The Sweet Old Etcetera, by Alison Clifford (United Kingdom), 2005
The Internet, without a doubt, has opened up new spaces for literature, not only by increasing the number of pages available to it but also, more interestingly, by providing new expressive possibilities: interactive literature, multimedia, generative and participative literature, etc. We might say that a new narrativity is taking shape, one that is turning all our previous ideas about fiction upside down. The CIAC magazine has, moreover, already discussed this phenomenon in part.
Nevertheless, the form of literature which has most benefited from the new possibilities offered by digital technology and its dissemination on the Internet is certainly poetry. Not only because many poets have found in it a new way of disseminating their work, one that enables them to correct the deficiencies of traditional publishing in this field but because, much more importantly, the most contemporary poets finally have at their disposal production and distribution tools which enable them to fulfill some of the dreams of their predecessors. The state of technology, in their day, made it possible to produce only relatively rudimentary approaches which fall short of what is expressively perceptible in the work with which we are familiar.
Alison Clifford is not a poet; she is a media artist living in Glasgow, Scotland who asked herself what kind of texts a poet such as Edward Estlin Cummings (e.e. cummings) might very well to produce today with the available technology. Of course, such a project is risky, because only cummings could reply to such a question and we have no way of knowing his answer. Still, it is a good idea: cummings' work contains considerable "visual" temptations, in particular in his use of typography (non-standard use of brackets, the lack of space between words, the use of the page as a space open to the movement of letters which often become highly autonomous, the cutting up of words into separate letters, deliberately non-standard punctuation, etc.). On this level, his work was no exception in the early twentieth century (cummings was born in 1894 and died in 1962), which saw the publication of numerous "graphic" works by poets, whether they be Mallarmé, Apollinaire, Leiris or Seuphor in France, the Italian and Russian Futurists, the Spatialists, the concrete poets, Brazilian poesia processo, or more difficult to classify artists such as Ian Hamilton Finley. Of all this early twentieth-century bodies of work, cummings' is perhaps the one most actively searching for an "impossible to find" movement in that definitive and fixed medium, the book.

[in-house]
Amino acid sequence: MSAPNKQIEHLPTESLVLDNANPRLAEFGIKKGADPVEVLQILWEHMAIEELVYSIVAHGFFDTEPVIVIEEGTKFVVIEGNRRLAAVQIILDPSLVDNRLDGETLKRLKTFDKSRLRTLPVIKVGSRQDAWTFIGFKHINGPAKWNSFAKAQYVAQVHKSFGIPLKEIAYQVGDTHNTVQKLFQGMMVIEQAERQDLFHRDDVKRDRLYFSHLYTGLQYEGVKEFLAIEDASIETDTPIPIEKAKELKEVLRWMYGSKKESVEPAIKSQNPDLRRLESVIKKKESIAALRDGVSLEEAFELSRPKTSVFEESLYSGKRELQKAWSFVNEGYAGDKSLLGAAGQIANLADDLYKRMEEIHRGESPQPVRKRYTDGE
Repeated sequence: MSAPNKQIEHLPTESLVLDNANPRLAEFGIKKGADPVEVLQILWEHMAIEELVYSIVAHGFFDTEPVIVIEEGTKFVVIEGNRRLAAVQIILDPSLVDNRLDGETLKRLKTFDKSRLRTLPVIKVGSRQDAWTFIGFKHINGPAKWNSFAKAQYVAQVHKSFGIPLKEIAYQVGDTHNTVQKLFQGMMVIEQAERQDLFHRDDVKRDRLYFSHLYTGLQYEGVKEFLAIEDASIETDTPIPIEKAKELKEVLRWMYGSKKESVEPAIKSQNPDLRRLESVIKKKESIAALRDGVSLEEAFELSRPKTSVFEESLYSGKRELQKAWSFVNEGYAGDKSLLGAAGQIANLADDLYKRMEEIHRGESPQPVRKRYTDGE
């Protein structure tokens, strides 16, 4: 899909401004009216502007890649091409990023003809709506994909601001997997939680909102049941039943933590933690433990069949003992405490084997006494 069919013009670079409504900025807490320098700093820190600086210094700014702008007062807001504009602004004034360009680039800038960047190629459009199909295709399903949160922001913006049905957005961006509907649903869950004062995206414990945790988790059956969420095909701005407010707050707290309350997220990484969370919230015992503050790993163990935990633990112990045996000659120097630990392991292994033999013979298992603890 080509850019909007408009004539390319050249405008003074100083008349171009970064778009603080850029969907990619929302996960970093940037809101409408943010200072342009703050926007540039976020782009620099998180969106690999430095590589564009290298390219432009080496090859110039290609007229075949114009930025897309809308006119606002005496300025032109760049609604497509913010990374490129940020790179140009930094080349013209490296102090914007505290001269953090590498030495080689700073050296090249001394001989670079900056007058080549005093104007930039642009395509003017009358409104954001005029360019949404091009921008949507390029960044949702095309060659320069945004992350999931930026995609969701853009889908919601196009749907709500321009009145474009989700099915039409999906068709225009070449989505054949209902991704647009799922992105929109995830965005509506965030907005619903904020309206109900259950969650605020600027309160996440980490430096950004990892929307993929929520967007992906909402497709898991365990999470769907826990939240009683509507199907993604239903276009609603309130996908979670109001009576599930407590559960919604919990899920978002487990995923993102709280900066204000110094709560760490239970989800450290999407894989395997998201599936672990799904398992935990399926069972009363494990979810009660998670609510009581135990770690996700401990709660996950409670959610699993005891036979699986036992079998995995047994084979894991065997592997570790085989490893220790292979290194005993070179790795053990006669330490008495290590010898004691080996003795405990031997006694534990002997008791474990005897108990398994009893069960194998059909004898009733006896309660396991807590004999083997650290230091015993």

This search is perhaps most evident in a poem such as:
a)s w(e loo)k
a text by its very nature indecipherable if we do not decipher the constant, erratic and unfathomable movement of the grasshopper, which cummings, if he wants to seize its essence, can only express through leaps from one word to the next which upset our lines of perception. The "translation" of this poem by Alison Clifford is remarkable because of what it reveals to us about it. I will leave you with the pleasure of discovering it for yourself.
In The Sweet Old Etcetera, Alison Clifford proposes, therefore, quite simply to introduce movement and, perhaps even more interestingly, the reader into this movement. The reader, according to her choice of one direction or another, unfolds the poem while occupying for a rime one of the possible places of the poet himself. Using some of cummings' poems, she creates dynamic and interactive picture-poems. The presentation is simple, without extreme graphic elements. She sticks as close to the poem as possible; the shift from one poem to the next is carried out using various kinds of interactivity made available to the viewer: by clicking on the double brackets (which sometimes play with the reader by not allowing themselves to be pinned down easily), panning across a word or symbol, moving the mouse, a soundscape, etc. Thus, around the famous poem a leaf falls on loneliness, she creates shifting landscapes of texts in the style of someone like Rognoni or Cangiullo - in keeping, therefore, with the 1920s, when many of cummings' poems were published - but revealing, in addition, the dynamic specificity of cummings' work. These landscapes grow richer, are modified, become more simple or complex as their reading progresses.
As a whole, they are very pleasant to read and very interesting also on the graphic level, even though I am not certain that I succeeded in exploring all their possibilities. I may even have missed some essential interactions.
Isn't this possibility of incompleteness, however, of taking another stab at it, of going back again and again, precisely one of the most interesting things about digital literature?
(Translated from French by Timothy Barnard)